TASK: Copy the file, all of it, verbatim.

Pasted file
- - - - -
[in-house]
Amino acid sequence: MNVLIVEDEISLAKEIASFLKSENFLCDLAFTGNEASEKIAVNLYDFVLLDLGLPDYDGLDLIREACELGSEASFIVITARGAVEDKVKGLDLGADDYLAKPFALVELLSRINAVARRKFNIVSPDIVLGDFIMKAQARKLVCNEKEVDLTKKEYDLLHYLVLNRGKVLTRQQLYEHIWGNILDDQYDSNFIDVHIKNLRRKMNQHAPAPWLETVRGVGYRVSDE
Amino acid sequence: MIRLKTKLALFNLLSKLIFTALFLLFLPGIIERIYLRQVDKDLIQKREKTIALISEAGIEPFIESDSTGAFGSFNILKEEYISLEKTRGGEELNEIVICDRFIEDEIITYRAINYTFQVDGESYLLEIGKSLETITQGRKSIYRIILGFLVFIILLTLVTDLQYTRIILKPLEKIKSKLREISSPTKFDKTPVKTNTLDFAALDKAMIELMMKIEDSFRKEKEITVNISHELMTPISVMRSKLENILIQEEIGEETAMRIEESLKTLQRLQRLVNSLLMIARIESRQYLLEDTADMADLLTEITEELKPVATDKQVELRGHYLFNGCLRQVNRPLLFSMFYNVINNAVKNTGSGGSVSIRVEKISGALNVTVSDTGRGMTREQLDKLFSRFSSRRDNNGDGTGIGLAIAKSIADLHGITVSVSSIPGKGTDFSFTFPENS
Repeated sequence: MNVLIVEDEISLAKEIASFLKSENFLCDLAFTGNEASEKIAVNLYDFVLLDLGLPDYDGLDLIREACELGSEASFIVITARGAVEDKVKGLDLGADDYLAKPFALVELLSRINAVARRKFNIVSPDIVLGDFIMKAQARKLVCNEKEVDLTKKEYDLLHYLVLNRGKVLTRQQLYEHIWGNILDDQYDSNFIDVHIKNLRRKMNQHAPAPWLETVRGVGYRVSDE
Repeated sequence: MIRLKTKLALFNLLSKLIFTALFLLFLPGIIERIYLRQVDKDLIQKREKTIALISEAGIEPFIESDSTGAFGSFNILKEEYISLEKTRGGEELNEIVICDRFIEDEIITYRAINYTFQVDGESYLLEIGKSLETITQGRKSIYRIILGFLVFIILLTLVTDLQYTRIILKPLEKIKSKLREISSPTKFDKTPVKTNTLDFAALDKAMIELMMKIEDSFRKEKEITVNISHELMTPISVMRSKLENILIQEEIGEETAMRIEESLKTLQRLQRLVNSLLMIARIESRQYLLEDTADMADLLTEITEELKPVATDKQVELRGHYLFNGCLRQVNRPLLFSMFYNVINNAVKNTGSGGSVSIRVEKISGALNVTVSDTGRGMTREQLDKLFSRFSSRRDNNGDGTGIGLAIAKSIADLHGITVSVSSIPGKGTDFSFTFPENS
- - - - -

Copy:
[in-house]
Amino acid sequence: MNVLIVEDEISLAKEIASFLKSENFLCDLAFTGNEASEKIAVNLYDFVLLDLGLPDYDGLDLIREACELGSEASFIVITARGAVEDKVKGLDLGADDYLAKPFALVELLSRINAVARRKFNIVSPDIVLGDFIMKAQARKLVCNEKEVDLTKKEYDLLHYLVLNRGKVLTRQQLYEHIWGNILDDQYDSNFIDVHIKNLRRKMNQHAPAPWLETVRGVGYRVSDE
Amino acid sequence: MIRLKTKLALFNLLSKLIFTALFLLFLPGIIERIYLRQVDKDLIQKREKTIALISEAGIEPFIESDSTGAFGSFNILKEEYISLEKTRGGEELNEIVICDRFIEDEIITYRAINYTFQVDGESYLLEIGKSLETITQGRKSIYRIILGFLVFIILLTLVTDLQYTRIILKPLEKIKSKLREISSPTKFDKTPVKTNTLDFAALDKAMIELMMKIEDSFRKEKEITVNISHELMTPISVMRSKLENILIQEEIGEETAMRIEESLKTLQRLQRLVNSLLMIARIESRQYLLEDTADMADLLTEITEELKPVATDKQVELRGHYLFNGCLRQVNRPLLFSMFYNVINNAVKNTGSGGSVSIRVEKISGALNVTVSDTGRGMTREQLDKLFSRFSSRRDNNGDGTGIGLAIAKSIADLHGITVSVSSIPGKGTDFSFTFPENS
Repeated sequence: MNVLIVEDEISLAKEIASFLKSENFLCDLAFTGNEASEKIAVNLYDFVLLDLGLPDYDGLDLIREACELGSEASFIVITARGAVEDKVKGLDLGADDYLAKPFALVELLSRINAVARRKFNIVSPDIVLGDFIMKAQARKLVCNEKEVDLTKKEYDLLHYLVLNRGKVLTRQQLYEHIWGNILDDQYDSNFIDVHIKNLRRKMNQHAPAPWLETVRGVGYRVSDE
Repeated sequence: MIRLKTKLALFNLLSKLIFTALFLLFLPGIIERIYLRQVDKDLIQKREKTIALISEAGIEPFIESDSTGAFGSFNILKEEYISLEKTRGGEELNEIVICDRFIEDEIITYRAINYTFQVDGESYLLEIGKSLETITQGRKSIYRIILGFLVFIILLTLVTDLQYTRIILKPLEKIKSKLREISSPTKFDKTPVKTNTLDFAALDKAMIELMMKIEDSFRKEKEITVNISHELMTPISVMRSKLENILIQEEIGEETAMRIEESLKTLQRLQRLVNSLLMIARIESRQYLLEDTADMADLLTEITEELKPVATDKQVELRGHYLFNGCLRQVNRPLLFSMFYNVINNAVKNTGSGGSVSIRVEKISGALNVTVSDTGRGMTREQLDKLFSRFSSRRDNNGDGTGIGLAIAKSIADLHGITVSVSSIPGKGTDFSFTFPENS